With impeccable timing – just before the polls in the US for President, the House of Representatives and a third of the Senate – Venezuela has gone to the polls, and incumbent President Hugo Chávez has emerged victorious with 54.4% of the popular vote, against 44.9% for challenger Henrique Capriles. The electoral system there has on many occasions been declared free and fair.
Yep, look out to your right
So it should be no surprise at all that right-wingers have emerged to denounce the result as anything but. The reasons for this are many and varied: Augusto Pinochet is asserted to have stood aside earlier, but he was actually in power for over 16 years, and with no chance for Chileans to vote on the matter. The election is held to have been fixed, but the only evidence is nudges and winks.
The more moderate disapproval was shown by the Daily Mail, which sniffily observed that Chávez had in his favour “a legacy of putting Venezuela's poor first with generous social welfare programs”. Terrible, eh? And the Mail seems not to like “preferential oil deals with allies such as Cuba”, which is their business. The Mail fails to mention the largest oil deal made by Venezuela – with China.
That, and the drive to make policy independently of Washington DC, is behind the rampant anti-Chávez sentiment, such as the Murdoch owned Wall Street Journal, which calls Chávez a “dictator”, states that the result was achieved by fraud, and infers that the electoral roll was rigged. And our friends at the routinely dishonest Commentator are also deeply unhappy with the situation.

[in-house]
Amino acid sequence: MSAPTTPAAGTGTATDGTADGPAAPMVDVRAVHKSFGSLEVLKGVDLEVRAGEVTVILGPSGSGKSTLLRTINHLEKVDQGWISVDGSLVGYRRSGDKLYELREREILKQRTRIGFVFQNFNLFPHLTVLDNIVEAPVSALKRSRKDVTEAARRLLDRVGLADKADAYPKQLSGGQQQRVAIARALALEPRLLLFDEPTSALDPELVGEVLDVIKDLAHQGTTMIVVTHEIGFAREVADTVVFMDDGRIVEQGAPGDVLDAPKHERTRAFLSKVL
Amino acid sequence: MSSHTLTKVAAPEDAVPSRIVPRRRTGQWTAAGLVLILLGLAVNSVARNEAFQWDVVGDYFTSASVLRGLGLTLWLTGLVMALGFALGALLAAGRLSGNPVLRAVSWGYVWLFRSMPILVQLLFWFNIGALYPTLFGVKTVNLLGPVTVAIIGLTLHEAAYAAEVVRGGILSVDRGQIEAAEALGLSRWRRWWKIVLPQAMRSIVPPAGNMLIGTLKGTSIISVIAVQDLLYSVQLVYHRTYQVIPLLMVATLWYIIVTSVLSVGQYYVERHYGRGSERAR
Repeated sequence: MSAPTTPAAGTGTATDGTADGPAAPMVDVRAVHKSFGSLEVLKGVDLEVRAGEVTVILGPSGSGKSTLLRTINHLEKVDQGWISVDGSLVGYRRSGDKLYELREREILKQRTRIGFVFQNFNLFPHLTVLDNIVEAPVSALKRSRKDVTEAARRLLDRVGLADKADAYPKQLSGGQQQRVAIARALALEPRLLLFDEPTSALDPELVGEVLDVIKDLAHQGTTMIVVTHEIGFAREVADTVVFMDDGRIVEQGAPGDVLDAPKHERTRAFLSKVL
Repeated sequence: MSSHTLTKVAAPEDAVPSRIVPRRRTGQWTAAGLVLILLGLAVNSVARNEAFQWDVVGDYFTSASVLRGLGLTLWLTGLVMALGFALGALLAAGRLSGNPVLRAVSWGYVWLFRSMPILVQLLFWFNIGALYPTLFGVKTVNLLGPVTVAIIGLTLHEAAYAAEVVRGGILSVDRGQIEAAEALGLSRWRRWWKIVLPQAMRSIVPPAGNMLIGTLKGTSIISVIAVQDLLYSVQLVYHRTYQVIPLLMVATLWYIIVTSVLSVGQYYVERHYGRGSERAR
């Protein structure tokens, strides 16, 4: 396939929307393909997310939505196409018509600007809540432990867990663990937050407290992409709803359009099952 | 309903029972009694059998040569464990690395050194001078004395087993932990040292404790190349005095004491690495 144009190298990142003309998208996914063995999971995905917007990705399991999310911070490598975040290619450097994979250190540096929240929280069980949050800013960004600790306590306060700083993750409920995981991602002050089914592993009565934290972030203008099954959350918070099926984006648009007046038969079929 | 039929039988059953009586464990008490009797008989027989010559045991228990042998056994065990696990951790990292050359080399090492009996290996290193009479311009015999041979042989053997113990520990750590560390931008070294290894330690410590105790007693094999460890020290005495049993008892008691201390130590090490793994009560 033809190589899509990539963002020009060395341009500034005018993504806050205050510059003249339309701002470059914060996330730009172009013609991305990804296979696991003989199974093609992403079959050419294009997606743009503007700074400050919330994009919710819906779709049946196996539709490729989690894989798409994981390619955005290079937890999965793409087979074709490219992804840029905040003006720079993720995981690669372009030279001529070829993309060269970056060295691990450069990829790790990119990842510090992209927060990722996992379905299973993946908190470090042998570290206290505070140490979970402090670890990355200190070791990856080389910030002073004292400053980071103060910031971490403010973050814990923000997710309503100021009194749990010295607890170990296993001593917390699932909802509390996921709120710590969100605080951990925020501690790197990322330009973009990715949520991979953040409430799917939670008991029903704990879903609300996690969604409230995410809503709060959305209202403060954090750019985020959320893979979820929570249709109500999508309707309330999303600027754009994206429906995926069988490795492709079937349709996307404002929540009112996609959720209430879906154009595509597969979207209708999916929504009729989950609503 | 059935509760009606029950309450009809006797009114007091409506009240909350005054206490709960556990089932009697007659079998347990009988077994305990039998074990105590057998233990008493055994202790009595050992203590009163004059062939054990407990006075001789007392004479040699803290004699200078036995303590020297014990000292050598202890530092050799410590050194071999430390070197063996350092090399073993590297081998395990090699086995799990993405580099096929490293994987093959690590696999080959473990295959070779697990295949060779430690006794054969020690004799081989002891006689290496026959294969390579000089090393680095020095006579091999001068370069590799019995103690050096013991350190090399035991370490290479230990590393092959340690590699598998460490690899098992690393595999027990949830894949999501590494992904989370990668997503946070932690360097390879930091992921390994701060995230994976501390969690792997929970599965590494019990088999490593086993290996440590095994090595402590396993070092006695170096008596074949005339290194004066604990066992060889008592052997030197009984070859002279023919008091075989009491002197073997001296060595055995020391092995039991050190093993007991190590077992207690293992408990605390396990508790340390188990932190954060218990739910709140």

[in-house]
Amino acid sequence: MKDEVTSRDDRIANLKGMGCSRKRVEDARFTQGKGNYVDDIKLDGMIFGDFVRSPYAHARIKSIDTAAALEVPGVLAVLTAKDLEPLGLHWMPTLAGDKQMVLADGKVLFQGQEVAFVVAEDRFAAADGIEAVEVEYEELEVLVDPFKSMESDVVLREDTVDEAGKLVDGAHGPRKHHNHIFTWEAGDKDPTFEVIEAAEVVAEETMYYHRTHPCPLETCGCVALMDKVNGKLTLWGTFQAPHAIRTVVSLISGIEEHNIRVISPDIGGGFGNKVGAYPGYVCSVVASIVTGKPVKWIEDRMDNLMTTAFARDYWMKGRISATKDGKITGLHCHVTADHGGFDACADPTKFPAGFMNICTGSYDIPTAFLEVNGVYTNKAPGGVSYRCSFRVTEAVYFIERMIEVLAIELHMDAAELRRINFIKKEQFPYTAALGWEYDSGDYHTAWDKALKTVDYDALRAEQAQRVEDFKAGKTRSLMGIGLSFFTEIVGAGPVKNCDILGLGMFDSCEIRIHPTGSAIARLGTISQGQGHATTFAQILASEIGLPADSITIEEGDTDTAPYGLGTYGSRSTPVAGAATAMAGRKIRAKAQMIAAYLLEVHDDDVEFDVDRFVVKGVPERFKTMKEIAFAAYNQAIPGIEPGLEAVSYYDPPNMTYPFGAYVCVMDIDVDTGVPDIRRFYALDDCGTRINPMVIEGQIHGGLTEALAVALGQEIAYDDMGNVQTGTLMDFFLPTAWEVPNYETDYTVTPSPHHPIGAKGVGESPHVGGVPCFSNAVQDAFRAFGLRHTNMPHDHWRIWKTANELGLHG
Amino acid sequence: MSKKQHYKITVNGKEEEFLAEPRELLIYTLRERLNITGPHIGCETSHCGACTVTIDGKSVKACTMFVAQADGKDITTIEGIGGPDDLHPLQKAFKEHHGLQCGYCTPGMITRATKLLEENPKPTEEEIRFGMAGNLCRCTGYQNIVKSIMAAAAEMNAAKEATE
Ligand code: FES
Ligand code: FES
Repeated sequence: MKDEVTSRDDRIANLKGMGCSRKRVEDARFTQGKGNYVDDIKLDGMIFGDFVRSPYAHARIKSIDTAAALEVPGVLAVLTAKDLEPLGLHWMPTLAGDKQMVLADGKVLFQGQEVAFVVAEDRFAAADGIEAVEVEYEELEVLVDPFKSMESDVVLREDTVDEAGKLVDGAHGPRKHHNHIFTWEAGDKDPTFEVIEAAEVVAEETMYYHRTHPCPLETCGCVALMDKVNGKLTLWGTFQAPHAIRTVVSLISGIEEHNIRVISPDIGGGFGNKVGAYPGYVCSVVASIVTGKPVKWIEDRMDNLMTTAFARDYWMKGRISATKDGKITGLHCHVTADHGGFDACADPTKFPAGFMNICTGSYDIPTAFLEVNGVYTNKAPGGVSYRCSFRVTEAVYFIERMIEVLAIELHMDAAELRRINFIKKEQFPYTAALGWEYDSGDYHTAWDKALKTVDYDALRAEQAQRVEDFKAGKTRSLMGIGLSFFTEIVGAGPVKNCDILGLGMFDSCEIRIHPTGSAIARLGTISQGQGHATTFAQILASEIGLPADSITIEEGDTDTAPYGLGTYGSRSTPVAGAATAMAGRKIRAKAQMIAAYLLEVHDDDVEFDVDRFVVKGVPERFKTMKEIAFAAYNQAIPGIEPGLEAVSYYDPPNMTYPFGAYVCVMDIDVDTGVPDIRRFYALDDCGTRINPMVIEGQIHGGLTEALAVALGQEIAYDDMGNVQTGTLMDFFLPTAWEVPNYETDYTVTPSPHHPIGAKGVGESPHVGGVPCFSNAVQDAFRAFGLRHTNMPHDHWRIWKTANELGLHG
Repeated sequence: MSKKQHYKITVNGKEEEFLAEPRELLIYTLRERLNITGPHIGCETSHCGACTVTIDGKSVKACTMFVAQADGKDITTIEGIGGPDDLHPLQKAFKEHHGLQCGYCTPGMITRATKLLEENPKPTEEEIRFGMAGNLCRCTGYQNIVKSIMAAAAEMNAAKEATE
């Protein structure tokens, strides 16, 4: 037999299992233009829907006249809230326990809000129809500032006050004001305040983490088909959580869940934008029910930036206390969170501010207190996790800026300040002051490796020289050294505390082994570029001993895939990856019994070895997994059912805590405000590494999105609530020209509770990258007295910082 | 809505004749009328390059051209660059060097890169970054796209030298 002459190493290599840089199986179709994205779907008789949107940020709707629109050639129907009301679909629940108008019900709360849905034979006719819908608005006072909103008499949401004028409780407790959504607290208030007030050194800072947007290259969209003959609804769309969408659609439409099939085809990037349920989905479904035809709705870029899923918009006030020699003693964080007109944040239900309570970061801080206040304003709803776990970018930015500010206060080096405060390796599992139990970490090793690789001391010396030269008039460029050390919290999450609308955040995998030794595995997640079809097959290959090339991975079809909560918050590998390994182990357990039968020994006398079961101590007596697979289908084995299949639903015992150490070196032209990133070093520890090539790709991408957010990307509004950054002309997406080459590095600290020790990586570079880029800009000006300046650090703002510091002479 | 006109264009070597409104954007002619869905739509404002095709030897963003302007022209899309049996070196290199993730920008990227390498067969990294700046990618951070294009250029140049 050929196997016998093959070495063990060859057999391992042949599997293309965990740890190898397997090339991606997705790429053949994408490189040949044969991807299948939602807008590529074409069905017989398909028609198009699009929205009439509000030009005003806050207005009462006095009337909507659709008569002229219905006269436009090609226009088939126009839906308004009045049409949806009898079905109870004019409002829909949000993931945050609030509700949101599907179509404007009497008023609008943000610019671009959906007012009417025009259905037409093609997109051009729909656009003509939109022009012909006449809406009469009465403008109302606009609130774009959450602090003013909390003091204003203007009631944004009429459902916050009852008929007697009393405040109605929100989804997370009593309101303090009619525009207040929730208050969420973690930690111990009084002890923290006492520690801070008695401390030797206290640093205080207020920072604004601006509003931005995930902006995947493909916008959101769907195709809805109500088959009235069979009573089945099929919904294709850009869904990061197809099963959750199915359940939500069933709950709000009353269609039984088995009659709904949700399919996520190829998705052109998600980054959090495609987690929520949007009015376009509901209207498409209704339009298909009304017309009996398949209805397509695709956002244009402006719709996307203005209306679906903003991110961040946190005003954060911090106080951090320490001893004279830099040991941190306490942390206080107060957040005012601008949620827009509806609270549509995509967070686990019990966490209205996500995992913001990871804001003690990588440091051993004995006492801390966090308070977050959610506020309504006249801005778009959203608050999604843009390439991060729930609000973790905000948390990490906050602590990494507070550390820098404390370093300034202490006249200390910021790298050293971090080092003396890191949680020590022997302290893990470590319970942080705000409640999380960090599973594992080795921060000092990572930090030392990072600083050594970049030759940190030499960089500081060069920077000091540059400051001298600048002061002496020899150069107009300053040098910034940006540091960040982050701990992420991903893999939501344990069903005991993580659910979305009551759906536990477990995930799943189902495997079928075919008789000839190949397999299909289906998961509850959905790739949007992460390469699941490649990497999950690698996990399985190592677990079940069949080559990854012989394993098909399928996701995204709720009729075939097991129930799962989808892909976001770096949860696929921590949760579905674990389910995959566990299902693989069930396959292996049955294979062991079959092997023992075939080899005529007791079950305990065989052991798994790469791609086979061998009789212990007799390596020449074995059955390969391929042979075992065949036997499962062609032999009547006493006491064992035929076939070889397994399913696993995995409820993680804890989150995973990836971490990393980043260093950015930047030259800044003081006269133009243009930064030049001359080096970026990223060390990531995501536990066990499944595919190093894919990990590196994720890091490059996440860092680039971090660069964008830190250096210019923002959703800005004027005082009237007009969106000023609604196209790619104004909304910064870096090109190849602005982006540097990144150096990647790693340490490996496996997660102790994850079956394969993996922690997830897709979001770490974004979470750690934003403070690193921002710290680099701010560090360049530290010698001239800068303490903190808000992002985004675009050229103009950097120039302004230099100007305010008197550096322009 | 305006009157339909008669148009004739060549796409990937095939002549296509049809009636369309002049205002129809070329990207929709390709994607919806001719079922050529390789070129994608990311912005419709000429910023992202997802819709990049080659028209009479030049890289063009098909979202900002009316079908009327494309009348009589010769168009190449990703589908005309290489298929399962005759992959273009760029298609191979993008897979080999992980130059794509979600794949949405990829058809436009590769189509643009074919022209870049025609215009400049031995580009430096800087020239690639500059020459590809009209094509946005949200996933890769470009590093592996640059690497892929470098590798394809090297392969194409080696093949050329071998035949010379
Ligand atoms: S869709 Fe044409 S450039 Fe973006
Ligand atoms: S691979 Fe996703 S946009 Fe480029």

There, Joel Hirst likens challenger Capriles to Paul Ryan – “Chavez is old, overweight and sick; Capriles is 40 years old and a marathon runner” – and refers to Venezuela’s “destroyed democracy”. He pretends that Chávez has lost three of the last four elections, and cites the Heritage Foundation in his support. Then he, too, makes dictatorship comparisons.
But the US Library of Congress (the paper is also linked from the CIA World Factbook) states unequivocally that “Free and fair elections have been held regularly since 1958”. Former US President Jimmy Carter has said that “As a matter of fact, of the 92 elections that we've monitored, I would say that the election process in Venezuela is the best in the world”. The “we” is the Carter Center.
Turnout in the Venezuelan election was just over 80.4%, with voter registration running at around 97% of the electorate, figures that put the USA (and, whisper it quietly, the UK) to shame. The problem for Hugo Chávez is that not doing what Washington wants you to do is a shortcut to permanent demonisation. Sometimes it is hard to accept that democracy might not give the result others might want.
Fortunately the USA has got over the kind of action they took in Chile in 1973.